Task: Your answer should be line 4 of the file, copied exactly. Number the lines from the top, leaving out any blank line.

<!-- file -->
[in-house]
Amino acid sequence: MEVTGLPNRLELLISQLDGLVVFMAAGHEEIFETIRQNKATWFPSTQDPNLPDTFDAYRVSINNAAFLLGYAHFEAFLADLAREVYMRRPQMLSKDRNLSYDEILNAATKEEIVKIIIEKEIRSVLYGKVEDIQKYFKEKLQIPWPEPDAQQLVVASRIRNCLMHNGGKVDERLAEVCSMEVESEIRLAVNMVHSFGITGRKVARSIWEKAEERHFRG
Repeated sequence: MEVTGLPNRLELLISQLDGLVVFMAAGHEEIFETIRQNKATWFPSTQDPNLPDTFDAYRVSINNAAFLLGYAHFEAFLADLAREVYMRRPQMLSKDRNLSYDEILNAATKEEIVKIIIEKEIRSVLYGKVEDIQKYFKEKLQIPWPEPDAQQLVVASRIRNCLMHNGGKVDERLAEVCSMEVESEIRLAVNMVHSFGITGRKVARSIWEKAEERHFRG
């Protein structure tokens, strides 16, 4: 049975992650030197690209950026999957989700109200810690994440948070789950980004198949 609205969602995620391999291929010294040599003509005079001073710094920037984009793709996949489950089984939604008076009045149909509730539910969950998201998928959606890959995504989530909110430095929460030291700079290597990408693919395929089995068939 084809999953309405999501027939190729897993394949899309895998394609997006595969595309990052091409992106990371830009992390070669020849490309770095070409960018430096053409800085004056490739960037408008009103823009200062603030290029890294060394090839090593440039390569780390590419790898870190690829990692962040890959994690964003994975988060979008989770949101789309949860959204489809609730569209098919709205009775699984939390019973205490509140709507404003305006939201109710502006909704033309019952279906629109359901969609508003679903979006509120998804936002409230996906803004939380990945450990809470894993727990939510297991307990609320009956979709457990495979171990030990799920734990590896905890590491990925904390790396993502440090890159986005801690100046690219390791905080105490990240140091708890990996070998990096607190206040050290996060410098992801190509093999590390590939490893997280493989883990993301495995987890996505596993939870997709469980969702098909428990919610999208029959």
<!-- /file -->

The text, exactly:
């Protein structure tokens, strides 16, 4: 049975992650030197690209950026999957989700109200810690994440948070789950980004198949 609205969602995620391999291929010294040599003509005079001073710094920037984009793709996949489950089984939604008076009045149909509730539910969950998201998928959606890959995504989530909110430095929460030291700079290597990408693919395929089995068939 084809999953309405999501027939190729897993394949899309895998394609997006595969595309990052091409992106990371830009992390070669020849490309770095070409960018430096053409800085004056490739960037408008009103823009200062603030290029890294060394090839090593440039390569780390590419790898870190690829990692962040890959994690964003994975988060979008989770949101789309949860959204489809609730569209098919709205009775699984939390019973205490509140709507404003305006939201109710502006909704033309019952279906629109359901969609508003679903979006509120998804936002409230996906803004939380990945450990809470894993727990939510297991307990609320009956979709457990495979171990030990799920734990590896905890590491990925904390790396993502440090890159986005801690100046690219390791905080105490990240140091708890990996070998990096607190206040050290996060410098992801190509093999590390590939490893997280493989883990993301495995987890996505596993939870997709469980969702098909428990919610999208029959």